A Moray farmer and butcher is backing calls for the public to buy local produce during, and after, the coronavirus pandemic.
Jock Gibson, who runs Edinvale Farm and Macbeth’s Butchers in Forres, is a member of the Nature Friendly Farming Network (NFFN).
He is supporting the network’s plea for members of the public to buy local produce when they can and features in a new NFFN report highlighting what farmers are doing to help their local communities during the Covid-19 crisis.
“Two weeks ago, I was having sleepless nights when people were being told not to eat at restaurants because that was 80% of our business that was going to disappear overnight,” said Mr Gibson.
“We very quickly managed to realign and we have been incredibly lucky with the support we have had locally and nationally from people coming and buying from our local shop or ordering online.
“We are now doing a month’s-worth of work every two to three days.”
As well as offering a delivery service from the butcher’s shop, Mr Gibson has also teamed up with other local producers to help them deliver their produce.
He said farmers and food producers were extremely grateful for the support they were receiving at the moment and he hoped this would continue beyond the coronavirus pandemic.
“I hope the general public become more connected with their food and how it is produced,” said Mr Gibson.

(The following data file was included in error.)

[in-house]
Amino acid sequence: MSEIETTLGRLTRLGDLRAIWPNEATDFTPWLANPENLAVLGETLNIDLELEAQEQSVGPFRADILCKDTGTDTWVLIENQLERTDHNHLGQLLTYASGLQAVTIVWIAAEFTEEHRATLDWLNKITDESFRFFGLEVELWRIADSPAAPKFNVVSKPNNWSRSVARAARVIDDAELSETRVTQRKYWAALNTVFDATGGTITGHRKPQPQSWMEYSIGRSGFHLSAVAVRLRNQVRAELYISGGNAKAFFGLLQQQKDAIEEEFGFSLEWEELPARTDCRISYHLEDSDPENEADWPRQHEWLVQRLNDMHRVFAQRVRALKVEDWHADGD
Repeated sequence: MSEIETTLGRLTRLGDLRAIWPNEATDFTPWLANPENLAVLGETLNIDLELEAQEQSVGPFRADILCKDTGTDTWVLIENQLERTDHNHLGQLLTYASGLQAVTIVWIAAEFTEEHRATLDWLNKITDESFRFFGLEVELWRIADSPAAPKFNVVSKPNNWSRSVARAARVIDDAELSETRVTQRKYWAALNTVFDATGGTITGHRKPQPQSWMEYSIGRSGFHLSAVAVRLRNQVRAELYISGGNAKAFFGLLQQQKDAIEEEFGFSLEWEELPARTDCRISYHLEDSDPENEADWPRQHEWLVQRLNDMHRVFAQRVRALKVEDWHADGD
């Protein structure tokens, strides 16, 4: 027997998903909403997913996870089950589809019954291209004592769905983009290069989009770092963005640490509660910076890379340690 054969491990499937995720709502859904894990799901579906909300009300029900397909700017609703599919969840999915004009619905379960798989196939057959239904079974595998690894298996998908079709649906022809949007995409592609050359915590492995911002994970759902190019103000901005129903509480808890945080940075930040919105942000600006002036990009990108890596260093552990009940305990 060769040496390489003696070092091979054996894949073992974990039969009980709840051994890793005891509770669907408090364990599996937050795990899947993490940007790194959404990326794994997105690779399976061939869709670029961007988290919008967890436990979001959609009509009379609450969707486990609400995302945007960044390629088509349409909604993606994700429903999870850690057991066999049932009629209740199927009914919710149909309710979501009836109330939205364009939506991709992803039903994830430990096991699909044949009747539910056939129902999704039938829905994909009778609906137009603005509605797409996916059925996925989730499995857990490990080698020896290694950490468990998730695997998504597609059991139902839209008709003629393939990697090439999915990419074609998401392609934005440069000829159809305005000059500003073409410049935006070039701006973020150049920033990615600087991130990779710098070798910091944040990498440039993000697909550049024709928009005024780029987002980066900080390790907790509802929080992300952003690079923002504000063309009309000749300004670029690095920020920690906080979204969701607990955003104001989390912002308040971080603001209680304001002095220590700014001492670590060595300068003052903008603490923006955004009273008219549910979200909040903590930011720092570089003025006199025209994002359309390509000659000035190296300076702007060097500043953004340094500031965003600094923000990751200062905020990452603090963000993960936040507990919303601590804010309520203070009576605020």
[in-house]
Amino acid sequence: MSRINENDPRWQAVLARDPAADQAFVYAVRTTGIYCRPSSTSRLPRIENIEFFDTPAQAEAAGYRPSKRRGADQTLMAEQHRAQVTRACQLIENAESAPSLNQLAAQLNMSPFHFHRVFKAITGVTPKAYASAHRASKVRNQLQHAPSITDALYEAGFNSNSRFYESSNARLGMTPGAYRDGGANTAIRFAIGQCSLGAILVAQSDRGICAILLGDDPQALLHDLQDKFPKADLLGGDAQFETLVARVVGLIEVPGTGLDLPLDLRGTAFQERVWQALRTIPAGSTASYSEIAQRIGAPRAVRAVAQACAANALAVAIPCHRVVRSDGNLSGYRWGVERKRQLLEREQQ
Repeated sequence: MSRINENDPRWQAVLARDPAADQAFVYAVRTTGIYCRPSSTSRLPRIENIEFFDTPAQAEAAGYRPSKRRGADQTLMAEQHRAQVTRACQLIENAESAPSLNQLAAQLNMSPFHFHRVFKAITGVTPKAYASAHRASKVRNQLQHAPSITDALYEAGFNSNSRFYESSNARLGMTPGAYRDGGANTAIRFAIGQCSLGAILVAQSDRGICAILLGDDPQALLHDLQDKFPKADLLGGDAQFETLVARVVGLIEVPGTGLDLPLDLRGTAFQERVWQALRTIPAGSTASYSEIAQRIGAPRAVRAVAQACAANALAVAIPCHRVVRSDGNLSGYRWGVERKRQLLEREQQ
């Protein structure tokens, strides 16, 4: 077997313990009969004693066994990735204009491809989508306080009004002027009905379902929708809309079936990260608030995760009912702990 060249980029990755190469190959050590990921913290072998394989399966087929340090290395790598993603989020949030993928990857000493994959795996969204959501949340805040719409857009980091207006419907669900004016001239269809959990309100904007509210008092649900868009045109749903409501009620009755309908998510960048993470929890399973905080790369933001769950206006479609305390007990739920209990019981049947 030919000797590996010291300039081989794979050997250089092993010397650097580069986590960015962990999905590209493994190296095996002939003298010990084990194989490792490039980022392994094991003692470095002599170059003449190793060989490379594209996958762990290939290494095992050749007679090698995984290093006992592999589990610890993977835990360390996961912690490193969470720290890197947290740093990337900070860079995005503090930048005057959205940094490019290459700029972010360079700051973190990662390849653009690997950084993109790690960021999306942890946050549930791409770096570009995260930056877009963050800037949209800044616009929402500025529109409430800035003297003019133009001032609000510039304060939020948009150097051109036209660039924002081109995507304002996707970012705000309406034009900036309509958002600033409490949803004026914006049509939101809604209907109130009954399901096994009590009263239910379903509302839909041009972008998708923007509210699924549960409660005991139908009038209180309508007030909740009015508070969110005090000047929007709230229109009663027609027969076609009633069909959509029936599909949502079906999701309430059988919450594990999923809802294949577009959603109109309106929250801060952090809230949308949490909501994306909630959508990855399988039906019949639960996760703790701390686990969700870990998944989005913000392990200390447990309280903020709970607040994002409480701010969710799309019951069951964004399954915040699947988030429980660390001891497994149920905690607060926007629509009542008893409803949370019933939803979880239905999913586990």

“There hasn’t been a time in living memory where people have gone into a supermarket and not been able to find food on the shelves.
“This is a real wake-up call for the public and politicians, highlighting the value of British farmers and the value delivered from the subsidy support received.”
NFFN chairman Martin Lines said the organisation had created a list of ways the public can support British farmers during Covid-19.
These include buying fresh, seasonal produce from your local online farm shop or market and working or volunteering on a farm as the industry faces a potential shortage of 80,000 seasonal workers this year.
He added: “The Covid-19 crisis demonstrates how intrinsically connected farmers are to local economies and the environment. When people buy produce from a local and sustainable farmer, they’re also protecting their community and wildlife.”